15 May From IBM to Mom and Pop, Cash Flow Matters
I read where Moody’s recently downgraded its rating for IBM based on cash flow and profitability concerns. In other news, Denbury Resources reported a first quarter profit of $21 million, but “cash flow is now well below the amount needed to fund the capital budget of $300 million. So the company needs to borrow money to maintain the current production or show modest growth.”
While cash flow fluctuations may alter stock values for behemoths like IBM and big boys like Denbury, for smaller businesses a steep drop in cash flow spells disaster. Cash is the lifeblood of your business – without it, profits are meaningless. That’s why it’s so important to be able to forecast and head off cash flow problems before they metastasize into a business-killing condition.
If they had stayed on that course they would have been out of business within nine months.
Working with this husband and wife team, we identified a number issues negatively affecting their business. By managing very specific aspects – labor and direct materials for each of the technicians they were using and adding new equipment and inventory while managing the cost and timing of these items – we were able to not only save the business but also change the outlook over a five-year period. The result was a swing from $100,000 additional debt to being debt-free with more than $250,000 in cash reserves.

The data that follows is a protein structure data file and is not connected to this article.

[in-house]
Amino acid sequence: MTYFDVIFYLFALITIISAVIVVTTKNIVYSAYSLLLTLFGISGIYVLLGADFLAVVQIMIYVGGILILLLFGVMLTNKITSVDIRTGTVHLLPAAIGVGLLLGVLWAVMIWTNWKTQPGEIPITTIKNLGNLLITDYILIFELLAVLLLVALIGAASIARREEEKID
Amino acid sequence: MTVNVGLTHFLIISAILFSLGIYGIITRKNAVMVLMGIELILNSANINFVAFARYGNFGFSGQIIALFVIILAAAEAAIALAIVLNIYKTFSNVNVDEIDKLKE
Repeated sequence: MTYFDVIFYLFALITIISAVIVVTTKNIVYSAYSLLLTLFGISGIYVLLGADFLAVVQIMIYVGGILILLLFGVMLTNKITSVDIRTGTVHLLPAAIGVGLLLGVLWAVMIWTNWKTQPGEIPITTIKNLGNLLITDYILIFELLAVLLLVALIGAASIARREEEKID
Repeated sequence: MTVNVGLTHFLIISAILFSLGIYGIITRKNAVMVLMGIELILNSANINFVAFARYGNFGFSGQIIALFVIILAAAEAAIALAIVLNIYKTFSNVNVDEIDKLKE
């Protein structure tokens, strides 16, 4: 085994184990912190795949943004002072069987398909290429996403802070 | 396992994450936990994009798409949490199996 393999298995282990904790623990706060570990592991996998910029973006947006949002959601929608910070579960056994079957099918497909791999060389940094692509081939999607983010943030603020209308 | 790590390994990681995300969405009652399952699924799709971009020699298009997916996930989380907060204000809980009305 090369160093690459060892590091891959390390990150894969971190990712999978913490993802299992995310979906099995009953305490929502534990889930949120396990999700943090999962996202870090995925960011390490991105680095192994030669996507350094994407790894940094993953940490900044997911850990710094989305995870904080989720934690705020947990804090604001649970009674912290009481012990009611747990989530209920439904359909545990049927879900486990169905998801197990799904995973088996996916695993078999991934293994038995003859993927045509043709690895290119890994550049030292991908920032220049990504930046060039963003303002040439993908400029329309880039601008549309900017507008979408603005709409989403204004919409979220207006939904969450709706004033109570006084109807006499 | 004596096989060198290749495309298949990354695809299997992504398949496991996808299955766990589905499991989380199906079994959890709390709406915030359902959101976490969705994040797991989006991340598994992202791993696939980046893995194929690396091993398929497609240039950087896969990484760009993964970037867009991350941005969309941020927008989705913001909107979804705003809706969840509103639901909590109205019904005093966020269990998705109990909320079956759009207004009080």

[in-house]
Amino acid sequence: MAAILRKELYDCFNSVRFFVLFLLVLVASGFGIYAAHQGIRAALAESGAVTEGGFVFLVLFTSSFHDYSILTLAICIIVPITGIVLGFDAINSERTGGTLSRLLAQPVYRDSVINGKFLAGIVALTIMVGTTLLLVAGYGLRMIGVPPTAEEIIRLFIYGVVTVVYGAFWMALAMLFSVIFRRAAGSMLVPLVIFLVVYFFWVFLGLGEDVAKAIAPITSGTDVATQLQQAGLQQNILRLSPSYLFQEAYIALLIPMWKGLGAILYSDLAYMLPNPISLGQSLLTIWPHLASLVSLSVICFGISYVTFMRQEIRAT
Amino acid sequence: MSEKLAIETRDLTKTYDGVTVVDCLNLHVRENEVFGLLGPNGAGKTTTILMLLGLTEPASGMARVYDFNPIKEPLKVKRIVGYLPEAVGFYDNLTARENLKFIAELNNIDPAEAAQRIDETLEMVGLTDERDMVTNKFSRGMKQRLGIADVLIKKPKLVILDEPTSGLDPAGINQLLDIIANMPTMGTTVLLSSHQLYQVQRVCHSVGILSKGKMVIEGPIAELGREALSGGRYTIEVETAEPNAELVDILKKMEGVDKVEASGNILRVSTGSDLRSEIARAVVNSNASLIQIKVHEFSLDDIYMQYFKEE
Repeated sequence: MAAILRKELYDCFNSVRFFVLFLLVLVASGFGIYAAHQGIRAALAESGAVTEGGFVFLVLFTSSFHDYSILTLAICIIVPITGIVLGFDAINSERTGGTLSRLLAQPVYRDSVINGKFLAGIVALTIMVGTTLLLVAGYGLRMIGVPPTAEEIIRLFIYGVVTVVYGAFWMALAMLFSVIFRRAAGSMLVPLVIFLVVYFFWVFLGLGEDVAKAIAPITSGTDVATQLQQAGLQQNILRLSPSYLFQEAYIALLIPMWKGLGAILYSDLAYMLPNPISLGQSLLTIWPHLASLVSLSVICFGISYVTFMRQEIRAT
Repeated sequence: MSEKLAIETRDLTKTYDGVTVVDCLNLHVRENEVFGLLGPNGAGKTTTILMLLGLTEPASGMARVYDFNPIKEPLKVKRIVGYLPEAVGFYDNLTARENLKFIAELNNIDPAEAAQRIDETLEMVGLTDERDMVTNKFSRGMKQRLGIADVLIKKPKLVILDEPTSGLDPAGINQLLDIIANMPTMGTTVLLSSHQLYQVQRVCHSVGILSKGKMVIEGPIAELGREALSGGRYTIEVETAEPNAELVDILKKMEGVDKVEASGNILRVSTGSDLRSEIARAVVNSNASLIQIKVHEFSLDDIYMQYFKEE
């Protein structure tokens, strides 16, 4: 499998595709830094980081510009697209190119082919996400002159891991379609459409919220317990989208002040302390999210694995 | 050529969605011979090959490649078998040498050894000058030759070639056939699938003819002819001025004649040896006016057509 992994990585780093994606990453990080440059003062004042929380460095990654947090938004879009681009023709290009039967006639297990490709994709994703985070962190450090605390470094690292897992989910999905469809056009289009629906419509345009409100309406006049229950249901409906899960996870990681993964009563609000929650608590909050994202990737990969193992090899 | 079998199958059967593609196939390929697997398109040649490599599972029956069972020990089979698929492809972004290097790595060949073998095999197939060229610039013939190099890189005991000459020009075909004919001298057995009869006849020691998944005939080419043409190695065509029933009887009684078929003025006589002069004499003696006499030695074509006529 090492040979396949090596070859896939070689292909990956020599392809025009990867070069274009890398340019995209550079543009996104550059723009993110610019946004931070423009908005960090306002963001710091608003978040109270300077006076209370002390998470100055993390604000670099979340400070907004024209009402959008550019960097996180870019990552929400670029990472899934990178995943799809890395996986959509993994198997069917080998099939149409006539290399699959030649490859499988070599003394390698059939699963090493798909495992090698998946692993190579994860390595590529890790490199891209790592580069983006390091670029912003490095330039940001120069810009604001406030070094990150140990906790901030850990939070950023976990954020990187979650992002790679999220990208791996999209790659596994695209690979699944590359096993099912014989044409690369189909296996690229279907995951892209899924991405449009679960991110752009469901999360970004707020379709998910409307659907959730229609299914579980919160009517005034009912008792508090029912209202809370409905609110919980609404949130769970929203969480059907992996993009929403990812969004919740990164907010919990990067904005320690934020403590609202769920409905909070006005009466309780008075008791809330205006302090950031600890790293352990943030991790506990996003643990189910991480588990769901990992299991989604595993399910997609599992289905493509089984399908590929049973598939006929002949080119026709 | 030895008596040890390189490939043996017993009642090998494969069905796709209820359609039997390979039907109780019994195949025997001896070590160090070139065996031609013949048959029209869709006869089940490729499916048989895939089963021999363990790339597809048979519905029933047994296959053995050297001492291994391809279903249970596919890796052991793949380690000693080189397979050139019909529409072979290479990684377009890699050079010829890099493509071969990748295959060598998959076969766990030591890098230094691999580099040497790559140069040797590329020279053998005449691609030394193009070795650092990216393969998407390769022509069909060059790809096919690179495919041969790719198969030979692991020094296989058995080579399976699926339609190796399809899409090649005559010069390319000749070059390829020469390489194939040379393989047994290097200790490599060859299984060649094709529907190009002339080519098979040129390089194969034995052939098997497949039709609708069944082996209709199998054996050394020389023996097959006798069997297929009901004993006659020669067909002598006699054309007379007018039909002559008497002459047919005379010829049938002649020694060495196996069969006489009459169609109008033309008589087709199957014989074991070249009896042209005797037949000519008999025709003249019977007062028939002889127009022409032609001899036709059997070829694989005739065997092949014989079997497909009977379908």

As you study the cash flow outlook for your own business, keep these points in mind:
- Principle 1: Cash is Your Lifeblood. Since there is nothing tangible returned by profit alone, the logical conclusion is that without cash conversion there is no REAL profit.
- Principle 2: Generating cash is the most important aspect of profit management. Conversion of profit into cash in the shortest possible time frame should be a goal of every organization.
- Principle 3: Profitability and cash flow are inextricably linked. You must have profits to produce cash and you must have cash to produce profits. The cycle cannot be broken indefinitely without seriously negative results.
Even though it is possible to have a scenario where a company is operating at breakeven or with losses and also having a positive cash flow, it is a short-term condition that cannot be sustained.
Bottom line, there is no free lunch.
You need cash to purchase each item your business needs, and it will have to come from somewhere, either from operations or outside funding. Although the situation is somewhat fluid, the reality never changes – cash is essential to produce the profits your company needs to survive and thrive.